I need to convert a bunch of files to utf-8 in Python, and I have trouble with the "converting the file" part.

I'd like to do the equivalent of:

iconv -t utf-8 $file > converted/$file # this is shell code

Thanks!

up vote 46 down vote accepted

You can use the codecs module, like this:

import codecs
BLOCKSIZE = 1048576 # or some other, desired size in bytes
with codecs.open(sourceFileName, "r", "your-source-encoding") as sourceFile:
    with codecs.open(targetFileName, "w", "utf-8") as targetFile:
        while True:
            contents = sourceFile.read(BLOCKSIZE)
            if not contents:
                break
            targetFile.write(contents)

EDIT: added BLOCKSIZE parameter to control file chunk size.

  • 3
    read() will always read the whole file - you probably want .read(BLOCKSIZE), where BLOCKSIZE is some suitable amount to read/write at once. – Brian Oct 10 '08 at 14:21
  • 1
    That's true, thank you. I'll modify my example. – DzinX Oct 10 '08 at 14:24

This worked for me in a small test:

sourceEncoding = "iso-8859-1"
targetEncoding = "utf-8"
source = open("source")
target = open("target", "w")

target.write(unicode(source.read(), sourceEncoding).encode(targetEncoding))
  • Even better would be to specify binary mode. – Arafangion Apr 12 '11 at 0:10
  • @Arafangion Why binary mode would be better? Thanks! – Honghe.Wu Feb 20 '14 at 14:39
  • @Honghe.Wu: On windows, text mode is the default, and that means that your line endings will be mangled by the operating system, something you don't want if you're unsure about the encoding on disk. – Arafangion Apr 30 '14 at 2:59
  • @Arafangion How would the example look like, if I like to specify binary mode? target = open("target", "wb") are there some more changes? – The Bndr Mar 23 '15 at 16:32

Thanks for the replies, it works!

And since the source files are in mixed formats, I added a list of source formats to be tried in sequence (sourceFormats), and on UnicodeDecodeError I try the next format:

from __future__ import with_statement

import os
import sys
import codecs
from chardet.universaldetector import UniversalDetector

targetFormat = 'utf-8'
outputDir = 'converted'
detector = UniversalDetector()

def get_encoding_type(current_file):
    detector.reset()
    for line in file(current_file):
        detector.feed(line)
        if detector.done: break
    detector.close()
    return detector.result['encoding']

def convertFileBestGuess(filename):
   sourceFormats = ['ascii', 'iso-8859-1']
   for format in sourceFormats:
     try:
        with codecs.open(fileName, 'rU', format) as sourceFile:
            writeConversion(sourceFile)
            print('Done.')
            return
      except UnicodeDecodeError:
        pass

def convertFileWithDetection(fileName):
    print("Converting '" + fileName + "'...")
    format=get_encoding_type(fileName)
    try:
        with codecs.open(fileName, 'rU', format) as sourceFile:
            writeConversion(sourceFile)
            print('Done.')
            return
    except UnicodeDecodeError:
        pass

    print("Error: failed to convert '" + fileName + "'.")


def writeConversion(file):
    with codecs.open(outputDir + '/' + fileName, 'w', targetFormat) as targetFile:
        for line in file:
            targetFile.write(line)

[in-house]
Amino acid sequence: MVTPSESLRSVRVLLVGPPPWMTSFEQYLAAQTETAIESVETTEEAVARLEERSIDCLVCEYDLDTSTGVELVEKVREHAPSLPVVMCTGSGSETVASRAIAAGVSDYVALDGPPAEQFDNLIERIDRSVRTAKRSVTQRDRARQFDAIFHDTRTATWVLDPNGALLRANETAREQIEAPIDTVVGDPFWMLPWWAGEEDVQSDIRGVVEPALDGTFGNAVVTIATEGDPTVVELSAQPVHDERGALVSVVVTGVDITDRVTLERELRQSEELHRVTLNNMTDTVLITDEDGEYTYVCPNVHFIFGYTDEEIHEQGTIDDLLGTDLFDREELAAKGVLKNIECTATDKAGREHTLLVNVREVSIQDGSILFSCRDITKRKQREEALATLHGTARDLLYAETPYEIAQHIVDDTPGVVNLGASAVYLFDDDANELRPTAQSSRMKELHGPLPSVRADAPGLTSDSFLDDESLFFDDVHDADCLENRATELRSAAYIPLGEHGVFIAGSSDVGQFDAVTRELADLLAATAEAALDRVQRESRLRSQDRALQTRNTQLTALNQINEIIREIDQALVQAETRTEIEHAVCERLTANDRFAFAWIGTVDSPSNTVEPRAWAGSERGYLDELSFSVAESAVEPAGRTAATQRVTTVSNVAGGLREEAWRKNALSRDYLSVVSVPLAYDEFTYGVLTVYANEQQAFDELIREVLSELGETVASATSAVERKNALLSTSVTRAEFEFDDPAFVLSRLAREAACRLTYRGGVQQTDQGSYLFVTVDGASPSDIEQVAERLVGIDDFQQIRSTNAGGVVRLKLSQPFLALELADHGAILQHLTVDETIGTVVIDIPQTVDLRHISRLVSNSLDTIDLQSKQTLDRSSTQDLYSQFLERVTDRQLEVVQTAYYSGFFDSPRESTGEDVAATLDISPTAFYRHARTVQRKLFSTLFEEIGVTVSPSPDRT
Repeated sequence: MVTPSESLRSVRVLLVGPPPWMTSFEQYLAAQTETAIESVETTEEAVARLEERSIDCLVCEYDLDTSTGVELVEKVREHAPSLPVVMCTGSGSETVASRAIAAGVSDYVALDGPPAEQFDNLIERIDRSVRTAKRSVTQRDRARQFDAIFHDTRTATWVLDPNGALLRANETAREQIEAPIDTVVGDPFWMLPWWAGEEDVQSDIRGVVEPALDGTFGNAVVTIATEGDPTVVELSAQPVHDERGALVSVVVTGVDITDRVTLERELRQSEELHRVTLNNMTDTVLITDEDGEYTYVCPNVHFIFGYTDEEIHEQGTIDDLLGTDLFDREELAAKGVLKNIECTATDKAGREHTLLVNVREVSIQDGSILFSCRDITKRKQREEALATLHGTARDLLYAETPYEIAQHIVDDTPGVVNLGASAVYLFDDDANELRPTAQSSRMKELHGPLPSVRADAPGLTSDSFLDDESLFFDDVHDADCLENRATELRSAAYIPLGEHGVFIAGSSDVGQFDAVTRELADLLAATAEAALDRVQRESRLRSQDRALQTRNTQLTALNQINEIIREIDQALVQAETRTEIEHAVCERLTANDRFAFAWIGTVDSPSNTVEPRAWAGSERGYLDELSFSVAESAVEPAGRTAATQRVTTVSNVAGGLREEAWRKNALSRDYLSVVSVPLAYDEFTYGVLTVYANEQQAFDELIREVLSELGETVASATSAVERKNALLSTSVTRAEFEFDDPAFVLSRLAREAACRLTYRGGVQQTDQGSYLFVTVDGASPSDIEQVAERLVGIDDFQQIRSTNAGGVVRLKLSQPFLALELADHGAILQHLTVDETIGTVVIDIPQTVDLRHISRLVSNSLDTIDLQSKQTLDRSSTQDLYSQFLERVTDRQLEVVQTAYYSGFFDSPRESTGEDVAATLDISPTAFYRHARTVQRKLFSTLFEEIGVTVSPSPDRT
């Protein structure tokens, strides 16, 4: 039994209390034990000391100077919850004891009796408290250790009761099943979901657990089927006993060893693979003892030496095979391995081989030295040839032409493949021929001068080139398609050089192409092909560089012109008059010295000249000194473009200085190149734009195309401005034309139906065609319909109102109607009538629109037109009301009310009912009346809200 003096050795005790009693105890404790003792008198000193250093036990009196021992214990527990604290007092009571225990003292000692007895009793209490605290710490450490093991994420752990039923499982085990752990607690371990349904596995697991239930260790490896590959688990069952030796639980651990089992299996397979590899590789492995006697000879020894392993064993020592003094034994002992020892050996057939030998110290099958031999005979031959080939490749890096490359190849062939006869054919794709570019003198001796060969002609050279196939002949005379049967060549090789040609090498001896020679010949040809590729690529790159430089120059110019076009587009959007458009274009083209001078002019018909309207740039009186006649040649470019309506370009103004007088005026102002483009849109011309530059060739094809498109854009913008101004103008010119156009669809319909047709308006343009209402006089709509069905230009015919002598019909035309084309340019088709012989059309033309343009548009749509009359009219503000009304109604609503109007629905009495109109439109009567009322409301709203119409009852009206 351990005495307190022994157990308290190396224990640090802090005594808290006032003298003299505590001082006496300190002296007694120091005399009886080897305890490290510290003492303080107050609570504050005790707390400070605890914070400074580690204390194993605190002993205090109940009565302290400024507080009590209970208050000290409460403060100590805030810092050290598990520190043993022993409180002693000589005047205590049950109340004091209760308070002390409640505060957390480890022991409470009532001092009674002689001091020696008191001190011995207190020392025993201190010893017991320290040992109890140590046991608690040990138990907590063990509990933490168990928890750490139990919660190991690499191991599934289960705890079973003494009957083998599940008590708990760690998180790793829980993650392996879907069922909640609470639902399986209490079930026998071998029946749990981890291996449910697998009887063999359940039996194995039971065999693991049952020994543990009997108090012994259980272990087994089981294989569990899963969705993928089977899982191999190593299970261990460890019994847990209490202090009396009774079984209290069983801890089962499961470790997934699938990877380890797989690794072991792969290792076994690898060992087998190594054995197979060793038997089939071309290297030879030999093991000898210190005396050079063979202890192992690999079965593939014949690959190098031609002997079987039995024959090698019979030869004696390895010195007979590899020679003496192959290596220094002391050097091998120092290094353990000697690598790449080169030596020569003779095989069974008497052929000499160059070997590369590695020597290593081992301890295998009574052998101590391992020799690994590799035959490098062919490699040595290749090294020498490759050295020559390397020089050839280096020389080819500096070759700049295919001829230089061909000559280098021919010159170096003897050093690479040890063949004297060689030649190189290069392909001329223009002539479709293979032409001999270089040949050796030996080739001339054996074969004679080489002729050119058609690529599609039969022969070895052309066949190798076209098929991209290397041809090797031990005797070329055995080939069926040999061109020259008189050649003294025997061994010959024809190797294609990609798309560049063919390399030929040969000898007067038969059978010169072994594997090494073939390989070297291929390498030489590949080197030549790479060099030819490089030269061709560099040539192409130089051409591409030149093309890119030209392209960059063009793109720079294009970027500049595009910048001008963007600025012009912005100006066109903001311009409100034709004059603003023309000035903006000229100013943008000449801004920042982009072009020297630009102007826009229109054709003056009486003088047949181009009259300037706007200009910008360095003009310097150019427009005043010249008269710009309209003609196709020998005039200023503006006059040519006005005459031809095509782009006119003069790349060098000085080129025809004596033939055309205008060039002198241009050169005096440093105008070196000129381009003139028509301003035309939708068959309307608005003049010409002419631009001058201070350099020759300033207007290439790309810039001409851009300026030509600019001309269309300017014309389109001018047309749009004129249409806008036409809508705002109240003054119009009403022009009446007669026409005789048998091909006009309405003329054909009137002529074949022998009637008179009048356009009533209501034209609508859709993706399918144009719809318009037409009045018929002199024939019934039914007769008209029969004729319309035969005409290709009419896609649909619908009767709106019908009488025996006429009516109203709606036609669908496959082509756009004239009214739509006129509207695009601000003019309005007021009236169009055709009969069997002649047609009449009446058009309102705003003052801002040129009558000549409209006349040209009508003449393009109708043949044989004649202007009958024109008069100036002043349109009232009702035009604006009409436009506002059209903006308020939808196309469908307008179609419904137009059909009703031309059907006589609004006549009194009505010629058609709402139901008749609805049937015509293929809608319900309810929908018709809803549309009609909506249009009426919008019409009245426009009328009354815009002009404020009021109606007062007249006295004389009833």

# Off topic: get the file list and call convertFile on each file
# ...

(EDIT by Rudro Badhon: this incorporates the original try multiple formats until you don't get an exception as well as an alternate approach that uses chardet.universaldetector)

  • For tough cases you can try to detect encoding with the chardet module from feedparser.org, but in your case it's an overkill. – itsadok Oct 13 '08 at 7:17
  • 1
    My Python 3.5 doesn't recognize the function file. Where does that come from? – physicalattraction Oct 26 '16 at 8:24
  • Yes, this answer was posted 8 years ago, so it's a piece of old Python 2 code. – Sébastien RoccaSerra Oct 26 '16 at 15:42

To guess what's the source encoding you can use the file *nix command.

Example:

$ file --mime jumper.xml

jumper.xml: application/xml; charset=utf-8
  • It does not answer the question. – Arthur Julião Jan 17 '17 at 18:50

This is a Python3 function for converting any text file into the one with UTF-8 encoding. (without using unnecessary packages)

def correctSubtitleEncoding(filename, newFilename, encoding_from, encoding_to='UTF-8'):
    with open(filename, 'r', encoding=encoding_from) as fr:
        with open(newFilename, 'w', encoding=encoding_to) as fw:
            for line in fr:
                fw.write(line[:-1]+'\r\n')

You can use it easily in a loop to convert a list of files.

This is my brute force method. It also takes care of mingled \n and \r\n in the input.

    # open the CSV file
    inputfile = open(filelocation, 'rb')
    outputfile = open(outputfilelocation, 'w', encoding='utf-8')
    for line in inputfile:
        if line[-2:] == b'\r\n' or line[-2:] == b'\n\r':
            output = line[:-2].decode('utf-8', 'replace') + '\n'
        elif line[-1:] == b'\r' or line[-1:] == b'\n':
            output = line[:-1].decode('utf-8', 'replace') + '\n'
        else:
            output = line.decode('utf-8', 'replace') + '\n'
        outputfile.write(output)
    outputfile.close()
except BaseException as error:
    cfg.log(self.outf, "Error(18): opening CSV-file " + filelocation + " failed: " + str(error))
    self.loadedwitherrors = 1
    return ([])
try:
    # open the CSV-file of this source table
    csvreader = csv.reader(open(outputfilelocation, "rU"), delimiter=delimitervalue, quoting=quotevalue, dialect=csv.excel_tab)
except BaseException as error:
    cfg.log(self.outf, "Error(19): reading CSV-file " + filelocation + " failed: " + str(error))

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